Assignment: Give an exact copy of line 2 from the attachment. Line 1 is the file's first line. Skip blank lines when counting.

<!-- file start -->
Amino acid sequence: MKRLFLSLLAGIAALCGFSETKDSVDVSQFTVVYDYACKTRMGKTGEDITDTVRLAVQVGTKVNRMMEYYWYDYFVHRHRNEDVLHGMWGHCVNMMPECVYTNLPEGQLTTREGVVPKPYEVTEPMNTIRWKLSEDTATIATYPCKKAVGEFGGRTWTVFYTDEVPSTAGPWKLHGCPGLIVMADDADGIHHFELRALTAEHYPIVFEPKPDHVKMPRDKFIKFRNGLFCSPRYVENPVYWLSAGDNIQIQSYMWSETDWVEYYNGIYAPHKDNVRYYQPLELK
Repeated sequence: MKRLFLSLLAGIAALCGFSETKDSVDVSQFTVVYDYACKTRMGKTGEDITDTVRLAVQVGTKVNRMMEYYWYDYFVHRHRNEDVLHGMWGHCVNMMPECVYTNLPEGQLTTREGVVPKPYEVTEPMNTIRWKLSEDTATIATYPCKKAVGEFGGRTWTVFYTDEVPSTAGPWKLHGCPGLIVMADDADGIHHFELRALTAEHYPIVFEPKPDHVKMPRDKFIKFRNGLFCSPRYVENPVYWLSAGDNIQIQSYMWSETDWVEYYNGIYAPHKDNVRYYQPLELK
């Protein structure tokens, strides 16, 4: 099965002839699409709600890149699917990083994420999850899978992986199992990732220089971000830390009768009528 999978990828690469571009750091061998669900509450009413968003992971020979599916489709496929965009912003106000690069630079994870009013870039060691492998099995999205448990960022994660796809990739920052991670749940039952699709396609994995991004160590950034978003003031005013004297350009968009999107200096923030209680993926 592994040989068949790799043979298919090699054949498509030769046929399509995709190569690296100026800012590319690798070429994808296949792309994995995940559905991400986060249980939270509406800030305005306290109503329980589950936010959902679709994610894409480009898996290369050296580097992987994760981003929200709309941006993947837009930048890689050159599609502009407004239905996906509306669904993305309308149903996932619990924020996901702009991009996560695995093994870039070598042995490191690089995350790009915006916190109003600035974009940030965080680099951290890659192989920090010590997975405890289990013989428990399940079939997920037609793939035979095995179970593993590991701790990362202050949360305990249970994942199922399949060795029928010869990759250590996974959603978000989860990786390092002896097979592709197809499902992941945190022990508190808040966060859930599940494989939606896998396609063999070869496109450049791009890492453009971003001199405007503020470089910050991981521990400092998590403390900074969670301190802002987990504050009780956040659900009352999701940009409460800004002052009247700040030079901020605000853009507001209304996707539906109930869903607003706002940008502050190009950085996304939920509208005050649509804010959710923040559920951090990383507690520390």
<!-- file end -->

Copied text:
Repeated sequence: MKRLFLSLLAGIAALCGFSETKDSVDVSQFTVVYDYACKTRMGKTGEDITDTVRLAVQVGTKVNRMMEYYWYDYFVHRHRNEDVLHGMWGHCVNMMPECVYTNLPEGQLTTREGVVPKPYEVTEPMNTIRWKLSEDTATIATYPCKKAVGEFGGRTWTVFYTDEVPSTAGPWKLHGCPGLIVMADDADGIHHFELRALTAEHYPIVFEPKPDHVKMPRDKFIKFRNGLFCSPRYVENPVYWLSAGDNIQIQSYMWSETDWVEYYNGIYAPHKDNVRYYQPLELK